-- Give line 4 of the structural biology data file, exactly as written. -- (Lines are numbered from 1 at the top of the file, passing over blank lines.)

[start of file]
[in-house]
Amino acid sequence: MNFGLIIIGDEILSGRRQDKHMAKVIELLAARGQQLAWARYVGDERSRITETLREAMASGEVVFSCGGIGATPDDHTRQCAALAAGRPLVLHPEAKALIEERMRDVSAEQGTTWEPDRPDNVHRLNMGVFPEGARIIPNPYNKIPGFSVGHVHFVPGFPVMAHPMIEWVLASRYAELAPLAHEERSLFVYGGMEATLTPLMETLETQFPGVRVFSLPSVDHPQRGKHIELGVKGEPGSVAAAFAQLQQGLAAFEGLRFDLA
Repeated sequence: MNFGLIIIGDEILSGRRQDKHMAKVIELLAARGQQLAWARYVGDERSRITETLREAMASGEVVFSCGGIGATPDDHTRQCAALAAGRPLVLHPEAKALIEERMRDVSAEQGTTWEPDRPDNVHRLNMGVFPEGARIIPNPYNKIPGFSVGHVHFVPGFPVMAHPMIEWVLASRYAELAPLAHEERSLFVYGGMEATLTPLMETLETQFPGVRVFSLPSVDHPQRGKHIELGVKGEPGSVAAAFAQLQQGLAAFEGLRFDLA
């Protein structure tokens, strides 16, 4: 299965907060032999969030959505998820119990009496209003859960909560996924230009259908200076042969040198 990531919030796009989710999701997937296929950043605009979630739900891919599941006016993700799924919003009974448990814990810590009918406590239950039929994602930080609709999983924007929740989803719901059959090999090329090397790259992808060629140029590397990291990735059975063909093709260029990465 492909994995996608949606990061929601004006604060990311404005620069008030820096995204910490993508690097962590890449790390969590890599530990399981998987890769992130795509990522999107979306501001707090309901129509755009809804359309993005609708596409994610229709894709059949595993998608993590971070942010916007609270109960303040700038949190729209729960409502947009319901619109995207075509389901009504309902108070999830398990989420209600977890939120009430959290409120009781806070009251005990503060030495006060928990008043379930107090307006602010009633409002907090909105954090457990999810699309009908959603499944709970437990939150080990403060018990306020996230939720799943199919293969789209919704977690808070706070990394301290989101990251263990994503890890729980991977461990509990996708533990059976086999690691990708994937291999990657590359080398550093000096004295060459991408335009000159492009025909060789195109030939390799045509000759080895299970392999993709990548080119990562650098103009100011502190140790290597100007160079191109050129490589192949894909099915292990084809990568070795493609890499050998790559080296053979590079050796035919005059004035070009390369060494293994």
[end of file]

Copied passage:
């Protein structure tokens, strides 16, 4: 299965907060032999969030959505998820119990009496209003859960909560996924230009259908200076042969040198 990531919030796009989710999701997937296929950043605009979630739900891919599941006016993700799924919003009974448990814990810590009918406590239950039929994602930080609709999983924007929740989803719901059959090999090329090397790259992808060629140029590397990291990735059975063909093709260029990465 492909994995996608949606990061929601004006604060990311404005620069008030820096995204910490993508690097962590890449790390969590890599530990399981998987890769992130795509990522999107979306501001707090309901129509755009809804359309993005609708596409994610229709894709059949595993998608993590971070942010916007609270109960303040700038949190729209729960409502947009319901619109995207075509389901009504309902108070999830398990989420209600977890939120009430959290409120009781806070009251005990503060030495006060928990008043379930107090307006602010009633409002907090909105954090457990999810699309009908959603499944709970437990939150080990403060018990306020996230939720799943199919293969789209919704977690808070706070990394301290989101990251263990994503890890729980991977461990509990996708533990059976086999690691990708994937291999990657590359080398550093000096004295060459991408335009000159492009025909060789195109030939390799045509000759080895299970392999993709990548080119990562650098103009100011502190140790290597100007160079191109050129490589192949894909099915292990084809990568070795493609890499050998790559080296053979590079050796035919005059004035070009390369060494293994």